Published on August 20th, 2019 | by Subhash Nair0
A PHEV Mercedes-Benz A-Class Now Exists
And yes, the system will be available on the A-Class hatch and saloon as well. Mercedes-Benz plans to offer PHEV options to more than 20 models by 2020, so this is a good step in that direction, crossing an additional 3 models off that list.
Since Malaysia has yet to receive the new B-Class, we’ll concentrate our coverage here on the A-Class hatch and sedan models.
The models will be called the A 250 e, in line with the Mercedes-Benz PHEV nomenclature.
Here are the performance highlights:
- Electric operating ranges of 70-75 km (NEDC)
- Electric output 75 kW
- Combine system output 160 kW (218hp)
- Combined system torque 450 Nm
- Top speed 140 km/h (electric)/235 km/h (total; A-Class Compact Saloon)
- Acceleration 0-100 km/h in 6.6 seconds (A-Class Compact Saloon)
- 15.6 kWh lithium-ion battery
- a 7.4 kW wallbox will charge it from 10%-100% in 105 minutes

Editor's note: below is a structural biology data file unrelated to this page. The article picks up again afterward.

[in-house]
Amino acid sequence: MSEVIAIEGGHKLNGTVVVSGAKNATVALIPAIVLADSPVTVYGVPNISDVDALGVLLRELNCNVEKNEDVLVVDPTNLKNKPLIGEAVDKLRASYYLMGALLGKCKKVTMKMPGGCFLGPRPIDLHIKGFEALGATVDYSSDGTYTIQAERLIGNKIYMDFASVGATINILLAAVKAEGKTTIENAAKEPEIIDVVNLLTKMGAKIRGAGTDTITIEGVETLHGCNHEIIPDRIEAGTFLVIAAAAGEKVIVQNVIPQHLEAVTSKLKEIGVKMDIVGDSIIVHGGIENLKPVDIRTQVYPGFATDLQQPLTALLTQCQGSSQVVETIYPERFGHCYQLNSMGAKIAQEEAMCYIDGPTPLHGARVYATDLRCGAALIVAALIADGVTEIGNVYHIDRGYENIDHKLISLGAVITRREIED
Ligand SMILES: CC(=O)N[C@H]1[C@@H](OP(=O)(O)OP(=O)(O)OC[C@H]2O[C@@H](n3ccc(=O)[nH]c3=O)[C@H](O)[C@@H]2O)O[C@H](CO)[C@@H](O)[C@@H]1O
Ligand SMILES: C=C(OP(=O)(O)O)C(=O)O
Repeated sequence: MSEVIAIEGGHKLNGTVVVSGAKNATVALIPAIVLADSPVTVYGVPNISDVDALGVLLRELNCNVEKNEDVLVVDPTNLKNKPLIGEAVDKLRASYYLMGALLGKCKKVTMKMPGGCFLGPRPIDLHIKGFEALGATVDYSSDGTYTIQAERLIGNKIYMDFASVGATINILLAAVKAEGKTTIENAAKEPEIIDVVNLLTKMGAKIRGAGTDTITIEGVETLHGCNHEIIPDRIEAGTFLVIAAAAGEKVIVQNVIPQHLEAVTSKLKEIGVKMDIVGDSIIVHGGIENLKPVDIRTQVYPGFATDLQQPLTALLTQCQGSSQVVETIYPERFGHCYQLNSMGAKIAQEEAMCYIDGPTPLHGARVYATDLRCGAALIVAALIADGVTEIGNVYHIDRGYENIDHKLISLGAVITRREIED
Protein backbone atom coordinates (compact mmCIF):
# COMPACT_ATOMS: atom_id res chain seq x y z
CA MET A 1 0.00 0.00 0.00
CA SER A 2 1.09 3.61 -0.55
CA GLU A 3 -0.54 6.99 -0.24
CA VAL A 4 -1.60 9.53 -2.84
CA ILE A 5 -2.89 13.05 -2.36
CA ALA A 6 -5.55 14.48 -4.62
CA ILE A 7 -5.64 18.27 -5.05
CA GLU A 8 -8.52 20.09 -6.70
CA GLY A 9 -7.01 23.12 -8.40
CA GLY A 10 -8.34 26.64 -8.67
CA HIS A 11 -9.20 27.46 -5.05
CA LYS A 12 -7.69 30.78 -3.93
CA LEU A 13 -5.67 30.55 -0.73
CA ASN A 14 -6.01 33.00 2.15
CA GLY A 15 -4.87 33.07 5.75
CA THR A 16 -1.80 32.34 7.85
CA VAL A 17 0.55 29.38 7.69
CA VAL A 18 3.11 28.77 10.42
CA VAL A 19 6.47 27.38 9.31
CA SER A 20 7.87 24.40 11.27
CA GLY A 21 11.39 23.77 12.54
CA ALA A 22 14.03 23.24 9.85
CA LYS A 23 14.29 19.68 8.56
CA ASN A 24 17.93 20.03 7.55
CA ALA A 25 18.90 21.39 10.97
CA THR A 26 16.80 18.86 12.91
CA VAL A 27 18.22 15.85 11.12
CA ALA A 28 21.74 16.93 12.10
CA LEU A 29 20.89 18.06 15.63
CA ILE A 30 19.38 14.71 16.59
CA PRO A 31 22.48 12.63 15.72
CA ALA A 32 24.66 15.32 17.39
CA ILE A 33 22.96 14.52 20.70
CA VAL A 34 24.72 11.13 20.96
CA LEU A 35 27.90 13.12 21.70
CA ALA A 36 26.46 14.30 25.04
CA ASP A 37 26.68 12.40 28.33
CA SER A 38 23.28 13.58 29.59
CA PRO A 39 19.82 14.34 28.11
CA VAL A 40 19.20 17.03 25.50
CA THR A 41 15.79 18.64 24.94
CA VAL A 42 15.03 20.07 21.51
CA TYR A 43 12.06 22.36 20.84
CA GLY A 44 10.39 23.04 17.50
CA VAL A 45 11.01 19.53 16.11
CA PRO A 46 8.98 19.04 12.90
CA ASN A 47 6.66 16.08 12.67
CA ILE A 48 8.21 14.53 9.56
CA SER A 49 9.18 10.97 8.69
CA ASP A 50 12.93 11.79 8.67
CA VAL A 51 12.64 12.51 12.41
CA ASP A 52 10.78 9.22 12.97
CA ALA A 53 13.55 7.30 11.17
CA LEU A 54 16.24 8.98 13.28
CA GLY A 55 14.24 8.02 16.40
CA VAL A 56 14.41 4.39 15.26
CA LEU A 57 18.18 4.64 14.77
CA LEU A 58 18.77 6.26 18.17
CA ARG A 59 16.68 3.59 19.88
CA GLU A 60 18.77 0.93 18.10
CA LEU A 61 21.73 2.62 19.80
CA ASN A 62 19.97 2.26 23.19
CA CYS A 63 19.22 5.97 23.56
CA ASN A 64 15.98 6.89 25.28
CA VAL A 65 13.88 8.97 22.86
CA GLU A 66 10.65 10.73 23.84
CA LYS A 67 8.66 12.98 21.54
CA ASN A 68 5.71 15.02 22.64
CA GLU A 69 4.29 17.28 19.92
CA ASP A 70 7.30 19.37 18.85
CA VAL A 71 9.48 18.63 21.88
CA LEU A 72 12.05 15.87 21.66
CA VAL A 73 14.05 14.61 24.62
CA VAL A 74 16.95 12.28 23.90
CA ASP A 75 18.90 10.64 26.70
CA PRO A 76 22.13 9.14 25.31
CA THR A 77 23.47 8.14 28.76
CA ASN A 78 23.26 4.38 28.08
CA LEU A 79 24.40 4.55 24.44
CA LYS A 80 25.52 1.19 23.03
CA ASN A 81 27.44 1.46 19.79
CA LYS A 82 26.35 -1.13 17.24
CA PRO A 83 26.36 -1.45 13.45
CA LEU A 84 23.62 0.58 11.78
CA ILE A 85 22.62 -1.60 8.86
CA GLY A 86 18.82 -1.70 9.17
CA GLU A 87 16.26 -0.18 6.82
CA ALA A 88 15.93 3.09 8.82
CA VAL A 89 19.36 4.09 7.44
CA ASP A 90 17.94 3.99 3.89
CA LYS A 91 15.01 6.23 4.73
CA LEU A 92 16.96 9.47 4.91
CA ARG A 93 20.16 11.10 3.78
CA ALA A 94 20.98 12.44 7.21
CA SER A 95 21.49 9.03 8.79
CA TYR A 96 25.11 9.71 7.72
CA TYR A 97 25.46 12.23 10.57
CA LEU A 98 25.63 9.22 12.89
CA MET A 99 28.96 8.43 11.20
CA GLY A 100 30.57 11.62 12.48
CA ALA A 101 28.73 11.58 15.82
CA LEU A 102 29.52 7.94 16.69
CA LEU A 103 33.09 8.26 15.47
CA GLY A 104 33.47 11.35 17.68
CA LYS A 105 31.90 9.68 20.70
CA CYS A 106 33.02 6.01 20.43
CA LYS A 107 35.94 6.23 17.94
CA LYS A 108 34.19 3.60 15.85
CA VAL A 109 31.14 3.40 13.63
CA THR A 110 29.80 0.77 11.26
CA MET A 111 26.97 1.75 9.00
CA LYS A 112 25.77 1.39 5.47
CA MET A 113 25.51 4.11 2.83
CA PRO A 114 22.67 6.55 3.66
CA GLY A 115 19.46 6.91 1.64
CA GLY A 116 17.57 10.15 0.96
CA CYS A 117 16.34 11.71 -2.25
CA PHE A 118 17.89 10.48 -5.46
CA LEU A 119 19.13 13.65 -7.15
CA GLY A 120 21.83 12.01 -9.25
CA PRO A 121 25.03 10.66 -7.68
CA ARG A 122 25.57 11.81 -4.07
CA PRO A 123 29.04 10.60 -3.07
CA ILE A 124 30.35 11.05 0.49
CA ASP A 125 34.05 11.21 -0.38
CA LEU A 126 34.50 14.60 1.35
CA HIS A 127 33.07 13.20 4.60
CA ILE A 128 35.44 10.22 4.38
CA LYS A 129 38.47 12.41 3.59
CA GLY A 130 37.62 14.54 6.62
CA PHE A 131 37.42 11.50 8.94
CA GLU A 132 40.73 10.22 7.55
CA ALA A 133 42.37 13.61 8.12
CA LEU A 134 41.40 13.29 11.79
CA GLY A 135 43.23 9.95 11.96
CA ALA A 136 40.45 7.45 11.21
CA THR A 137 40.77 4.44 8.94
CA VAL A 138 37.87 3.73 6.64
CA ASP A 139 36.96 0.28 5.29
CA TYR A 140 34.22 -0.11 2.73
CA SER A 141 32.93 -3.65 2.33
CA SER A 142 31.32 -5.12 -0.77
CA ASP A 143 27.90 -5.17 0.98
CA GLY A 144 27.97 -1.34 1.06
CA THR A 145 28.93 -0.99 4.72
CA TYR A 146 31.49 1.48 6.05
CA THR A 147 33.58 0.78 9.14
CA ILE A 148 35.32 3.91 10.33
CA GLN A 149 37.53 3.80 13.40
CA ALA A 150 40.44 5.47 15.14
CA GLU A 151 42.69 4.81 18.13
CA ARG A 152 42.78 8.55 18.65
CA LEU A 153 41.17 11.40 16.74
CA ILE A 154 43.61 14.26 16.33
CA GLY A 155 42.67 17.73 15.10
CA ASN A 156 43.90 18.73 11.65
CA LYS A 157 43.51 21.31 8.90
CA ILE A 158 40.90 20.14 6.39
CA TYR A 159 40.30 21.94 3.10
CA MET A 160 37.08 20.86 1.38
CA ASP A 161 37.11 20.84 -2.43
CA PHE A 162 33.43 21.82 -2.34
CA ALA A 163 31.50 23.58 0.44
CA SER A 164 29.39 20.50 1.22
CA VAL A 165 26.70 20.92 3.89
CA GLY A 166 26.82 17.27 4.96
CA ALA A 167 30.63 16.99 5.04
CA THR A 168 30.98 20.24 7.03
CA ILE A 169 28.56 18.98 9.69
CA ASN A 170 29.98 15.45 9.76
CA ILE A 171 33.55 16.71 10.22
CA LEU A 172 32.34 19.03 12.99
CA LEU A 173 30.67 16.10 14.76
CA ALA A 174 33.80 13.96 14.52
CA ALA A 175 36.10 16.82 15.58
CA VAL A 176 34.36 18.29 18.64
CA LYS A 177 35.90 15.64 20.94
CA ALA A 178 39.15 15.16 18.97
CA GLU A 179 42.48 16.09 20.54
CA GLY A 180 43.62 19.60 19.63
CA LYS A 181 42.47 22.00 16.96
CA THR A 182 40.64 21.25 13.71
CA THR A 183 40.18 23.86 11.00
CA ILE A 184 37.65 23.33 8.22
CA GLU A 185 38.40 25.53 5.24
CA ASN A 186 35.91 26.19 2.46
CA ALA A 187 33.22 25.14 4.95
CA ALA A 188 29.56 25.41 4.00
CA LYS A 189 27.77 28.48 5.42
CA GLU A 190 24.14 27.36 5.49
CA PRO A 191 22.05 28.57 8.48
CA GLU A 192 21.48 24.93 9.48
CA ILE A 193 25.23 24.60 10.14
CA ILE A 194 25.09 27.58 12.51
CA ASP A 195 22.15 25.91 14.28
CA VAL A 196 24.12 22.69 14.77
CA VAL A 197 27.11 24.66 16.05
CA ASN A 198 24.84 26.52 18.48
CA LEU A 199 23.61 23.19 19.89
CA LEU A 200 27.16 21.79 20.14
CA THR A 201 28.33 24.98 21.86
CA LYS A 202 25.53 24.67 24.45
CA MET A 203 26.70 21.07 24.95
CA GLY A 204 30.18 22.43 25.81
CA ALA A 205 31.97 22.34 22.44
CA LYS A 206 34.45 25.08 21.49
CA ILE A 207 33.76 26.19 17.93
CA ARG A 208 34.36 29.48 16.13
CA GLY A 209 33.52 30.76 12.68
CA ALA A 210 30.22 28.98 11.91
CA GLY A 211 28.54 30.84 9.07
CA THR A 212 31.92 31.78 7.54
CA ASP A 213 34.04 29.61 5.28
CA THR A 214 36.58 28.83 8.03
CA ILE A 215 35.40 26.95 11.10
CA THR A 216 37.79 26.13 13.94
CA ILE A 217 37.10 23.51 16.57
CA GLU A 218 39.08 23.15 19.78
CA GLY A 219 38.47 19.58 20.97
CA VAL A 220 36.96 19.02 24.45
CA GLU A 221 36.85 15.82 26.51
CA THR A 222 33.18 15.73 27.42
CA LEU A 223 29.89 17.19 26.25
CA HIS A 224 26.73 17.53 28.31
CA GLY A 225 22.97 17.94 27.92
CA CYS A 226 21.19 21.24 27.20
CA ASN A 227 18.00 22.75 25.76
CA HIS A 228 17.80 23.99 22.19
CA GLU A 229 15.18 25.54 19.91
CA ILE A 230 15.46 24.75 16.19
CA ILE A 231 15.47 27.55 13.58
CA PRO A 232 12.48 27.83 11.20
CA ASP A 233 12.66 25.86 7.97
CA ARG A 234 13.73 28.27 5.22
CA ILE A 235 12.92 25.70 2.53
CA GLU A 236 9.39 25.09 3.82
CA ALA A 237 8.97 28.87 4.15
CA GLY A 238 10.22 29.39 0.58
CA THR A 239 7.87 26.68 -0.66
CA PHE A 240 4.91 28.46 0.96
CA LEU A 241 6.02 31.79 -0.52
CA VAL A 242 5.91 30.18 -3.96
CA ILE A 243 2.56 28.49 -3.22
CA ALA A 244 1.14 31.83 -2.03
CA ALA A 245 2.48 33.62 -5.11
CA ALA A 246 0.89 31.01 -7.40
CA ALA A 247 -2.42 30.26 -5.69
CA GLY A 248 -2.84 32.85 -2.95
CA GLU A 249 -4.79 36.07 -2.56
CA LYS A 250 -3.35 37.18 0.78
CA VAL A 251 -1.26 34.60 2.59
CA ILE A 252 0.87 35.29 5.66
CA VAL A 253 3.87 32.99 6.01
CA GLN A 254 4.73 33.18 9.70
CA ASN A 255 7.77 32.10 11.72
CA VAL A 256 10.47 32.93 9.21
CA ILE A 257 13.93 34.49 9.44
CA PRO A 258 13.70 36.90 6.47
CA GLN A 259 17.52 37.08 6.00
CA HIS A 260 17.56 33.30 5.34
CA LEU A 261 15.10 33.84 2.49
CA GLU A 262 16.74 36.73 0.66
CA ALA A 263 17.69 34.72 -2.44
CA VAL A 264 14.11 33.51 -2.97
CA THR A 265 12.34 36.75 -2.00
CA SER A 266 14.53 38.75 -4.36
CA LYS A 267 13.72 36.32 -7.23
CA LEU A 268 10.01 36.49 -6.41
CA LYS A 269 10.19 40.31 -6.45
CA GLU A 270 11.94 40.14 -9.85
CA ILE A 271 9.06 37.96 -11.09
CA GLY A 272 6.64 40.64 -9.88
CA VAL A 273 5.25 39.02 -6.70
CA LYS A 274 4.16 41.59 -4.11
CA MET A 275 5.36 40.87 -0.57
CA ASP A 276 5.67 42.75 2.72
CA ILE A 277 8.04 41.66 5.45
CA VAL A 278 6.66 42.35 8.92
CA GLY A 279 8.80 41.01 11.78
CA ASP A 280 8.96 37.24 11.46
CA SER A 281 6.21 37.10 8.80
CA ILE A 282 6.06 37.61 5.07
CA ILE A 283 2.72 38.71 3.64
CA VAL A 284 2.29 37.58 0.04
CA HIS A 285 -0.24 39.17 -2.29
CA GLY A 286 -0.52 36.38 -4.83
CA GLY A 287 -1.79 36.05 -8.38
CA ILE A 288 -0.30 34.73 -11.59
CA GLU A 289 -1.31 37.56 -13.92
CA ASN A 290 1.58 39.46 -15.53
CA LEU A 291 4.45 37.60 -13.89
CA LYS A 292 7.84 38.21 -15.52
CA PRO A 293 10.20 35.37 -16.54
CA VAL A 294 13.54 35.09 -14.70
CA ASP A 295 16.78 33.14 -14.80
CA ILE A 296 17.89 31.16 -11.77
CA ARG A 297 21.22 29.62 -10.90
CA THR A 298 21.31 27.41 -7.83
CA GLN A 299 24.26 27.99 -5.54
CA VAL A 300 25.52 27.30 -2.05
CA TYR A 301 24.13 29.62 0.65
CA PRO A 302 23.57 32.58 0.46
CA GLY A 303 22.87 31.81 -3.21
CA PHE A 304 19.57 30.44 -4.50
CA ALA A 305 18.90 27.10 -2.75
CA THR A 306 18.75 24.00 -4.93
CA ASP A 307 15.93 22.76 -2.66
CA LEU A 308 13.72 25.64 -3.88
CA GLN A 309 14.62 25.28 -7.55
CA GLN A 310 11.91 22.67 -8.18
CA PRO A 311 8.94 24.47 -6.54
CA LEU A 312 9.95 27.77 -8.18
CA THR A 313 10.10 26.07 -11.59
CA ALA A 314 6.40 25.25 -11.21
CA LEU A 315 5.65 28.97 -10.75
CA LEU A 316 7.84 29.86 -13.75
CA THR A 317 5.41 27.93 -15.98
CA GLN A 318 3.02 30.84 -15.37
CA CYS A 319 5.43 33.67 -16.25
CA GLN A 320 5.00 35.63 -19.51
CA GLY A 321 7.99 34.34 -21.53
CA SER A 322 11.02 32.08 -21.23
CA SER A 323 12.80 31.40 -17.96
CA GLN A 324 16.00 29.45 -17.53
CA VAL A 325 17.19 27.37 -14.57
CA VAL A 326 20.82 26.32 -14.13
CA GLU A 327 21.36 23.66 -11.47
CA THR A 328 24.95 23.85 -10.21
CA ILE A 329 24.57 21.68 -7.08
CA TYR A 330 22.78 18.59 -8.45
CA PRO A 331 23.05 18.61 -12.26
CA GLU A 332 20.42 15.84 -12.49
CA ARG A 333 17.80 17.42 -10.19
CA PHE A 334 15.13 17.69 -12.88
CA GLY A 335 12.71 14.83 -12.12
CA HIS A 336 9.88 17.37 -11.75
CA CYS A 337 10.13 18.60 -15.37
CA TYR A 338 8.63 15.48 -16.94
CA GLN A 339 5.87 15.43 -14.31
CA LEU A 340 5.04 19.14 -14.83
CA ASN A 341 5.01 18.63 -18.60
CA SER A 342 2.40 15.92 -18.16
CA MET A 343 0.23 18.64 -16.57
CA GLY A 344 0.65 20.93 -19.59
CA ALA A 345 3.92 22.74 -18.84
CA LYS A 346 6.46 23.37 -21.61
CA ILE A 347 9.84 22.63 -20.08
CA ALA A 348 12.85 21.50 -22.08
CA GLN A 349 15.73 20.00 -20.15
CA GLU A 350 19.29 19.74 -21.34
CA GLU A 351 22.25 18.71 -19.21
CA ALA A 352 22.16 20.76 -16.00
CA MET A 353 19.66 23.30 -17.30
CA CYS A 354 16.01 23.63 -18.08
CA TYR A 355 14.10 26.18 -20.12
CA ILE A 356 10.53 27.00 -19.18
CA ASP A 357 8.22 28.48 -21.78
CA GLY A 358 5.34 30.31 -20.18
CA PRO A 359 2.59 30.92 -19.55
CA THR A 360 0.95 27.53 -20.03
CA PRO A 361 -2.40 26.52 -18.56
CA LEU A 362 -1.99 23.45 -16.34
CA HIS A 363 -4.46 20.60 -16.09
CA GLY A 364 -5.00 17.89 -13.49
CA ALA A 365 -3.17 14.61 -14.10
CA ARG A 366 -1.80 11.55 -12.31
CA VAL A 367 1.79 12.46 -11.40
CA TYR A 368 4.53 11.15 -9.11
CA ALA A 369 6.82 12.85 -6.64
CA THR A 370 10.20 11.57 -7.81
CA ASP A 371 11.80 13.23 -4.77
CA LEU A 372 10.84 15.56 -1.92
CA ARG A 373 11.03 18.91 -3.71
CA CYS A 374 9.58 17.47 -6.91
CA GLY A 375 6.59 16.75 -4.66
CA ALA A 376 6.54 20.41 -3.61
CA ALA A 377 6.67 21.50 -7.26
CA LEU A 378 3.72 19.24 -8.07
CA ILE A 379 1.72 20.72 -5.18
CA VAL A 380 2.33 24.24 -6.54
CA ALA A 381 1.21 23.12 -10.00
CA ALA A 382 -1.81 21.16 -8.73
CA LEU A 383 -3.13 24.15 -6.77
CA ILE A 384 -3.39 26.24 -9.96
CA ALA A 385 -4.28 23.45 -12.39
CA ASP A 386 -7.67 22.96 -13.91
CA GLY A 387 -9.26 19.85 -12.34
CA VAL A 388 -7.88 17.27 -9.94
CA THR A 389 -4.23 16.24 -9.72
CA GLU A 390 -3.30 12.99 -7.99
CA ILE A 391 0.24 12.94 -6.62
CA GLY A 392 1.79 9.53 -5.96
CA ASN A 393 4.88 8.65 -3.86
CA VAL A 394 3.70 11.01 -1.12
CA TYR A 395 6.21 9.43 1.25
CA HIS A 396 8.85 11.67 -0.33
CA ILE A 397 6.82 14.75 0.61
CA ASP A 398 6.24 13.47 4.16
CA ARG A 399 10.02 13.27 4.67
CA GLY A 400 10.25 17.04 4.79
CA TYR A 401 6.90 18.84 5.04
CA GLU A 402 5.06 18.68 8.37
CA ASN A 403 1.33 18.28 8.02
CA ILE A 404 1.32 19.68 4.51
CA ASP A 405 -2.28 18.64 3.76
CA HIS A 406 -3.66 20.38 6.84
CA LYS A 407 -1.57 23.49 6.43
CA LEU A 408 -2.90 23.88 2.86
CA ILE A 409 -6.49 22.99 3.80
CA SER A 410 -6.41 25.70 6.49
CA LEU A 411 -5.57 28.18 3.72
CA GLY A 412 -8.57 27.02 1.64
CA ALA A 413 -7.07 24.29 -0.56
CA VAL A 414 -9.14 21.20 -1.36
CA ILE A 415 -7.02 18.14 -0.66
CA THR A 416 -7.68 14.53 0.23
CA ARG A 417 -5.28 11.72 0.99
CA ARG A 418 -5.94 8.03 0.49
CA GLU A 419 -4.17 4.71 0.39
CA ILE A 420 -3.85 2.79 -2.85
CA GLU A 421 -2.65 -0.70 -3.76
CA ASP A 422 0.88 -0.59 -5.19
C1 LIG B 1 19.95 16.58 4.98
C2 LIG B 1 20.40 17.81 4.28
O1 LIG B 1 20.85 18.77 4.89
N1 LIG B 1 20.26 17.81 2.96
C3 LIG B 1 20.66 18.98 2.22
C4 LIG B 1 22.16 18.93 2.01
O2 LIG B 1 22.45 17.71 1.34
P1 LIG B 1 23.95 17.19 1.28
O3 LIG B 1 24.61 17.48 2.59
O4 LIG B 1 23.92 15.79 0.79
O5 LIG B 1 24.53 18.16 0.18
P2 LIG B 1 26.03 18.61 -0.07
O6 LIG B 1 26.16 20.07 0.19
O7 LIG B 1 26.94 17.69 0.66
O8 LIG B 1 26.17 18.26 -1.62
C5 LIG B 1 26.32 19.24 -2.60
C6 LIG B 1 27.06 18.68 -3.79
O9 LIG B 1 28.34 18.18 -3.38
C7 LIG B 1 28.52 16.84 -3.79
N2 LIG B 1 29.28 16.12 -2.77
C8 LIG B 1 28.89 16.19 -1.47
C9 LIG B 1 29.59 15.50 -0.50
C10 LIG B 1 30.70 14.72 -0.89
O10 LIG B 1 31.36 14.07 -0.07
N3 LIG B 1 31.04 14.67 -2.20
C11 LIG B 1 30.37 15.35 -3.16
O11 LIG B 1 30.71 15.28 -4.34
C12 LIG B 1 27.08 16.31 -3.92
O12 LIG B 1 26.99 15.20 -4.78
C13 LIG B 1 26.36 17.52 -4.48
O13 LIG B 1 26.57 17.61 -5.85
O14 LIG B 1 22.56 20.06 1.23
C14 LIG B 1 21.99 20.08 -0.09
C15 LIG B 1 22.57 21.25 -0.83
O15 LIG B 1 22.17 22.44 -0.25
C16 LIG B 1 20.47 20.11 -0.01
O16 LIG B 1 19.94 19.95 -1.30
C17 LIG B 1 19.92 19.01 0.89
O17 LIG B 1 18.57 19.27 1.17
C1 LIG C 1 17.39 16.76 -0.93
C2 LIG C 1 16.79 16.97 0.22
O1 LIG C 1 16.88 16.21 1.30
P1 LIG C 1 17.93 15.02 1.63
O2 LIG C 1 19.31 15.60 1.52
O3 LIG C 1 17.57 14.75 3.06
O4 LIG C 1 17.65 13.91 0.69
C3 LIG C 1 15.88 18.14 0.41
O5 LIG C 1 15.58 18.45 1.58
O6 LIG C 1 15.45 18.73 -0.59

- DC charging gets it from 10%-80% in 25 minutes
- Hardly any restrictions on the load compartment
As these are smaller Benzes, they feature transversely mounted engines. As such, a compact hybrid traction head was developed for use with the 8F-DCT dual-clutch automatic. They operate on the same principle as the longitudinally mounted Benz PHEVs.
Here is how the system is described:
It is a permanently excited synchronous machine as an internal rotor. The stator is permanently integrated in the traction head housing, while the low-loss wet clutch is incorporated in the electric machine’s rotor. On-demand stator and rotor cooling allow use of the electric motor’s peak and continuous output without any problems.
What’s new on this smaller PHEV is that the electric motor acts as the car’s 12-V starter motor. So yes, in the event of a battery failure, you won’t be able to start the car’s petrol engine.
To make room for some of the EV components, Mercedes-Benz has moved the exhaust exits in the centre of the vehicle, under the floor. Its silencer is housed in the tranmission tunnel, with the fuel tank being moved into the axle installation. That gives them room to shove the who batteries underneath the rear seats, thus only minimally affecting boot space compared to the regular A-Class models.
Of course, this might mean the heat from the batteries and their controller might get transferred into the cabin as we’ve seen even on some locally sold hybrid models. May not be a problem in Europe in Winter. Let’s see if these concerns are addressed if Mercedes-Benz Malaysia decides to bring this in. Without local assembly of the A-Class or proper NAP guidelines, it’ll probably be a while though.